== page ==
Which Joe gave his name to ‘sloppy joes’? We look at five interesting sandwiches and their lexical origins.
Expressing surprise, excitement, admiration, or alarm.‘Cor! That's a beautiful black eye you've got!’
- ‘Miraculously, the semi-detached house next door, where pensioners Ron and Phyllis Allain < cor > were getting ready for bed, remained virtually untouched, save for one cracked window pane.’
- ‘At this stage being ahead doesn't mean winning the game: it means, cor - we've gone ahead vs Argentina: we might not lose - in fact, you never know what could happen.’
- ‘It has a very unusual aesthetic, a mixture of old movie and old comic book (apparently all computer generated - cor, what they can do with ‘puters these days).’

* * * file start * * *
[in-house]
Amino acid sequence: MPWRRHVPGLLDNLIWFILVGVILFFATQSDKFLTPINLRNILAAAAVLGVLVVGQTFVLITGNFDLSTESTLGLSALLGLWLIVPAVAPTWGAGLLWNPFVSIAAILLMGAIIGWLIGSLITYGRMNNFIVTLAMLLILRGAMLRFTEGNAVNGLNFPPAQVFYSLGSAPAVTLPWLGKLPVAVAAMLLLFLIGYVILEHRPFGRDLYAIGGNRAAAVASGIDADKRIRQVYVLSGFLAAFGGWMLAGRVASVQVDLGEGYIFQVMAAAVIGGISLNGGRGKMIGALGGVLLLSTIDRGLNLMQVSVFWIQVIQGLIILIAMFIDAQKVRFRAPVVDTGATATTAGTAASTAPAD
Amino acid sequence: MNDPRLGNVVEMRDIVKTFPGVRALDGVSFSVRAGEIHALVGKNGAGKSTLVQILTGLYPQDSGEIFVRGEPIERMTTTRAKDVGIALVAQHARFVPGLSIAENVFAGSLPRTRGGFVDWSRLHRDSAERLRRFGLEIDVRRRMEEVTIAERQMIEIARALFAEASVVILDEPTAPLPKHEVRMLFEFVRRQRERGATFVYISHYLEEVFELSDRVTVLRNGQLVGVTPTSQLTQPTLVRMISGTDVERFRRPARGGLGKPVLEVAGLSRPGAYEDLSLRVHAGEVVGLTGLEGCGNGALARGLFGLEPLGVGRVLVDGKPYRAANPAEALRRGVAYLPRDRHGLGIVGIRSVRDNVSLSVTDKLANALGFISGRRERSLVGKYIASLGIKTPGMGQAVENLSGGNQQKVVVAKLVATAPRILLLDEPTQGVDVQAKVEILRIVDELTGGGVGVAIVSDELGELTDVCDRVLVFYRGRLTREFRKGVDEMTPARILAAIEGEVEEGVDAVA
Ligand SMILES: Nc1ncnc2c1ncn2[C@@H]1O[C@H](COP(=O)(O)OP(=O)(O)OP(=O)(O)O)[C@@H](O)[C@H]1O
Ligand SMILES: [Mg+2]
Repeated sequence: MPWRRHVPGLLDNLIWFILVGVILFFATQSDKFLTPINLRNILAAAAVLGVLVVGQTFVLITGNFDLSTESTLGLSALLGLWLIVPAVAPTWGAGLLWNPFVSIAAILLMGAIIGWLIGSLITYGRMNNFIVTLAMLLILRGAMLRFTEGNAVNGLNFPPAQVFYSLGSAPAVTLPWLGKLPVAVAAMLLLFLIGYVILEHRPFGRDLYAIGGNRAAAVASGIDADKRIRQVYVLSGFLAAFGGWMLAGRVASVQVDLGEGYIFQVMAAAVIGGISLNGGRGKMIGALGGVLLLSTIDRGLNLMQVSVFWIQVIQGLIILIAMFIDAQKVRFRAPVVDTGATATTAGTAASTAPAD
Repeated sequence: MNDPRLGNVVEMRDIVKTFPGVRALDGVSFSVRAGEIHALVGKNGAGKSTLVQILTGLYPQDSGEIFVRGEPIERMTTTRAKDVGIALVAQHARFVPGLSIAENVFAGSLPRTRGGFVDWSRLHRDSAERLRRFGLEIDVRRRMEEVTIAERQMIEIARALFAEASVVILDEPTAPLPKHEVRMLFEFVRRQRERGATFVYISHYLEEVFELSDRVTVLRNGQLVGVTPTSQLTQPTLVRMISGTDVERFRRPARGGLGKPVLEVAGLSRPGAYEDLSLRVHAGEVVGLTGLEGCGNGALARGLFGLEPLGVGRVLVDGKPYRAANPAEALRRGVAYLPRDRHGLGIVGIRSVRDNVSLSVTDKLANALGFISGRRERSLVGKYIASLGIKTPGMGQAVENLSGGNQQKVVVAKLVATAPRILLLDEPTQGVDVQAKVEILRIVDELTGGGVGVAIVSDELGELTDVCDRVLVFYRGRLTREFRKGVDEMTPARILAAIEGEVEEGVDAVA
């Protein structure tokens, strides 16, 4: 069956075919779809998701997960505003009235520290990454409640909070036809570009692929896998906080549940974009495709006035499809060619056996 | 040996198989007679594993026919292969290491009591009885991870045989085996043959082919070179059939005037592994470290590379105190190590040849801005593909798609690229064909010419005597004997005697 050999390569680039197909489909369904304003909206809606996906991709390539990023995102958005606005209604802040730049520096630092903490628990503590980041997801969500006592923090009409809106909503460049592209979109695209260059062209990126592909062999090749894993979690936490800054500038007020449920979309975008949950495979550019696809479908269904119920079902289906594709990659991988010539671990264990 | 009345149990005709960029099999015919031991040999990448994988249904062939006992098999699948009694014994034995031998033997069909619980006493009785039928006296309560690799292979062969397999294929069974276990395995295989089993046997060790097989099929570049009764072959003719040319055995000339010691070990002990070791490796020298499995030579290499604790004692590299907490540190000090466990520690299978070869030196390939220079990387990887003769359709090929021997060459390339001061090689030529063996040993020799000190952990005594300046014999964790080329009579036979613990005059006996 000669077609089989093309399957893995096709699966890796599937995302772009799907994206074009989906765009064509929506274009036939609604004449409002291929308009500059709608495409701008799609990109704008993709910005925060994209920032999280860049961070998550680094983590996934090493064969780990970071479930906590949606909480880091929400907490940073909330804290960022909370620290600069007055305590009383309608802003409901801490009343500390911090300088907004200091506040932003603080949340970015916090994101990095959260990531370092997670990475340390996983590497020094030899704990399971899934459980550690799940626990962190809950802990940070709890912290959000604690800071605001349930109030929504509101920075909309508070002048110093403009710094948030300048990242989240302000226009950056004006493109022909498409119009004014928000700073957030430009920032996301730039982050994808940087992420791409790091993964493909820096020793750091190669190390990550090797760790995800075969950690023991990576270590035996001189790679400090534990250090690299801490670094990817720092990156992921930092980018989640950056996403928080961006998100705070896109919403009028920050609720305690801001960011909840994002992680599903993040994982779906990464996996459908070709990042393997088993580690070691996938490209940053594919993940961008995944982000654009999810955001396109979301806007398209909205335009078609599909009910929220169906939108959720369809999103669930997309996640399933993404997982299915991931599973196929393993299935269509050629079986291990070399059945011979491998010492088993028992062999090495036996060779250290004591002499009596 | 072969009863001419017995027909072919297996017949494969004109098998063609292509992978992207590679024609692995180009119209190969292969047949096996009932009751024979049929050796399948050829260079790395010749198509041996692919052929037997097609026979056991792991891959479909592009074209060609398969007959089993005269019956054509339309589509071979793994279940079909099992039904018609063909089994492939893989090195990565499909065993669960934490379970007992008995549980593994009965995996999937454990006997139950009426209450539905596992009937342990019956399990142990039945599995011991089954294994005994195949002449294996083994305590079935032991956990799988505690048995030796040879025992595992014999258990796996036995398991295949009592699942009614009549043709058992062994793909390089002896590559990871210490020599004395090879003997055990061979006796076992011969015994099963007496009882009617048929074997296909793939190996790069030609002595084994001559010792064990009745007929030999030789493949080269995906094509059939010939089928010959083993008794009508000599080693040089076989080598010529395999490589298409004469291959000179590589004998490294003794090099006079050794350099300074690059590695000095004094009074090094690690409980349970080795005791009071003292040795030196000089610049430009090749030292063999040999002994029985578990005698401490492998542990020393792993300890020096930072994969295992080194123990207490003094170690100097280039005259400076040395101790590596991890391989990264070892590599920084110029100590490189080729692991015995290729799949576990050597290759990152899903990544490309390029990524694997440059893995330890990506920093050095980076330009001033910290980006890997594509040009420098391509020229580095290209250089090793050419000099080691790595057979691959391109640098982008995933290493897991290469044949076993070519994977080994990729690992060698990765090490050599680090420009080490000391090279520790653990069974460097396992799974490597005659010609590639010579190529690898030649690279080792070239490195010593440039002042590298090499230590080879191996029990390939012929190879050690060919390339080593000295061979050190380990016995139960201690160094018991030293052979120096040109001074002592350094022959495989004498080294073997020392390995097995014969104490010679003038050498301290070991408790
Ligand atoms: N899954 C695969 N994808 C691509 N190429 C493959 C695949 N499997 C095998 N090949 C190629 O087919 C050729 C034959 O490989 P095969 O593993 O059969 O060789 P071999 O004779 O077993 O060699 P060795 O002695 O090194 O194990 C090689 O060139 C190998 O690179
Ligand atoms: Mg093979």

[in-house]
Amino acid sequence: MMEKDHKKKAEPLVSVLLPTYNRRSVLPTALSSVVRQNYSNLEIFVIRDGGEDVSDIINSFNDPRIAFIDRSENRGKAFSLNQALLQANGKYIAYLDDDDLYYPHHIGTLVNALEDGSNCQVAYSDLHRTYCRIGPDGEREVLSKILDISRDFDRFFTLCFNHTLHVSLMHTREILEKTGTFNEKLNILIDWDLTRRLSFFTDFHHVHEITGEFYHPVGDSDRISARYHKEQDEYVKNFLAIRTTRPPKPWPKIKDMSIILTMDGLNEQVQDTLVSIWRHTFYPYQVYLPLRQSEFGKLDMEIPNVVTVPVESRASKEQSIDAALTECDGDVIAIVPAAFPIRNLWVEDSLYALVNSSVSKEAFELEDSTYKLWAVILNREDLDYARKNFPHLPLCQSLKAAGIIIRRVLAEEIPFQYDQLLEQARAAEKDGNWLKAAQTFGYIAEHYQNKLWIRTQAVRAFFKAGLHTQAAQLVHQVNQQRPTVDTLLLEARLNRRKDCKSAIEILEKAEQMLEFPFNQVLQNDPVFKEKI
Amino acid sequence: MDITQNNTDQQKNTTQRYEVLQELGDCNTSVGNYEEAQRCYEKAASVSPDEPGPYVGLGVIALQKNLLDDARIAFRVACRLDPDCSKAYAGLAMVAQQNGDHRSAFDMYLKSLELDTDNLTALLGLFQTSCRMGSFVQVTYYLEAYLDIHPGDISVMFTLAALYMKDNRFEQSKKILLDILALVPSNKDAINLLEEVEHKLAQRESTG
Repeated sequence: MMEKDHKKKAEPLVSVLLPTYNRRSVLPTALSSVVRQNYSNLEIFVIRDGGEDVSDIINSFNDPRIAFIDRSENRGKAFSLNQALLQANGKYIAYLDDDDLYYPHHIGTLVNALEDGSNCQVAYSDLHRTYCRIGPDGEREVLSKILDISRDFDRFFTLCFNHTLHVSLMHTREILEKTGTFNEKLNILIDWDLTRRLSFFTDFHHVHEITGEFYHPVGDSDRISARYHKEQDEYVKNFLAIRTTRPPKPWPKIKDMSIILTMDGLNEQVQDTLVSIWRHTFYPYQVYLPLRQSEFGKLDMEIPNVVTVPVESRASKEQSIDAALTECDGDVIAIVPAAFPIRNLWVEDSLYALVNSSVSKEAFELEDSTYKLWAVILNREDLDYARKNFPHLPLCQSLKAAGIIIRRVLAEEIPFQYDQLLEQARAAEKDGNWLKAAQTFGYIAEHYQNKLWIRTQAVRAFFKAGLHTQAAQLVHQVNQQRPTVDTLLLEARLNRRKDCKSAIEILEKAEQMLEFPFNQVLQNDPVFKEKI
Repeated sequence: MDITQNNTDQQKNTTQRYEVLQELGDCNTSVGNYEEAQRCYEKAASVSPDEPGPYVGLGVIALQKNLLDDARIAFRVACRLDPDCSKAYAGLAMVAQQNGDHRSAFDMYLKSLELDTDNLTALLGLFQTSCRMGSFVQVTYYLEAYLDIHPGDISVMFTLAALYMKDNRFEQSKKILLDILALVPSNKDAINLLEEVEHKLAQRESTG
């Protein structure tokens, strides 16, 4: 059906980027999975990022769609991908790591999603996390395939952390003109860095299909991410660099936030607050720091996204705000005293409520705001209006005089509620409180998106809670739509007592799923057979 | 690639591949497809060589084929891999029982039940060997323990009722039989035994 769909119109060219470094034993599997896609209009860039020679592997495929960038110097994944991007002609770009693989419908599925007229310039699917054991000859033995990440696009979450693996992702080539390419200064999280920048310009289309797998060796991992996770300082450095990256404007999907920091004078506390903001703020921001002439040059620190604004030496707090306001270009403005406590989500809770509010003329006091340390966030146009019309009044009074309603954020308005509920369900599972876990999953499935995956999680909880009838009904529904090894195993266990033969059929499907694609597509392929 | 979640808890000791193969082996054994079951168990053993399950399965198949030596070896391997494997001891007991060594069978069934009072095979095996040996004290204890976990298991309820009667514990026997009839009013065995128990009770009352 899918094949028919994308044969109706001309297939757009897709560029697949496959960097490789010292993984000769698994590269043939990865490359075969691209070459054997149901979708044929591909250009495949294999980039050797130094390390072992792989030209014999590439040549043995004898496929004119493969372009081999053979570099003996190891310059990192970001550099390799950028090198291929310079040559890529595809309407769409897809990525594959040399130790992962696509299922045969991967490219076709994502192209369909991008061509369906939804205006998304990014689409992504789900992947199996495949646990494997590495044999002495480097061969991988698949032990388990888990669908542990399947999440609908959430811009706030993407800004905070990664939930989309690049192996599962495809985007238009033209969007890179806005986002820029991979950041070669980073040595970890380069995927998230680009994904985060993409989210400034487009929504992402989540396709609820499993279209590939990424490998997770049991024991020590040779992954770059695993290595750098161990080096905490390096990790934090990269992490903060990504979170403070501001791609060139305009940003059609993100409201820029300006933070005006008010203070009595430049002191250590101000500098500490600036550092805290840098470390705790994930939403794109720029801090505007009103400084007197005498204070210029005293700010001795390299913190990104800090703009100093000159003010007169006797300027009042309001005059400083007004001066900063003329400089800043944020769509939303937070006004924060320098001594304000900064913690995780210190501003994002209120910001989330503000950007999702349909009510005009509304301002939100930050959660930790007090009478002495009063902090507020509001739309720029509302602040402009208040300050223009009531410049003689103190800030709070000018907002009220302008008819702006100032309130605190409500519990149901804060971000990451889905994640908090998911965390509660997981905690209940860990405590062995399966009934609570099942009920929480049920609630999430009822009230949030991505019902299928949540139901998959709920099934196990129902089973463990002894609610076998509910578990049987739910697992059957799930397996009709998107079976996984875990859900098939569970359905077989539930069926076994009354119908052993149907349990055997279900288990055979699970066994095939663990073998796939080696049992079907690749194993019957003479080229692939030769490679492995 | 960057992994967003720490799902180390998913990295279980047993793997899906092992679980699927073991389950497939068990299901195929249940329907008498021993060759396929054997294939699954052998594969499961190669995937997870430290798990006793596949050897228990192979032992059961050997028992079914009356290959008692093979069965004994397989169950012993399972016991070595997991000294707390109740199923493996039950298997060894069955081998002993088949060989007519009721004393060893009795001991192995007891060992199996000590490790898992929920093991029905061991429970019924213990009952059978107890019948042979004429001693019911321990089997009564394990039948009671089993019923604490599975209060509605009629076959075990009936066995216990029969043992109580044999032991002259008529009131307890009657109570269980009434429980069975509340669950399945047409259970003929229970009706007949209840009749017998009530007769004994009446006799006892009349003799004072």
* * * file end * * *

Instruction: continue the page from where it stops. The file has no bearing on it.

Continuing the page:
- ‘Early on Saturday morning, the popular function rooms in the Southend park were nearly destroyed, leaving proprietors Tracey < cor > and Chris Harris clutching thousands of pounds of deposit money.’
- ‘Plus he's been on Messenger all evening talking to girls… cor I'm only 9yrs older than him - I remember when we used to play together, now I'm just another embarrassing adult that gets the occasional grunt!’
1930s: alteration of God.
Are you looking for a word for a foolish person? We explore twelve interesting words to describe the dunderheads in your life.
Before you run for the hills, let’s run through a list of ‘run’ expressions that are running through our minds.
The definitions of ‘buddy’ and ‘bro’ in the OED have recently been revised. We explore their history and increase in popularity.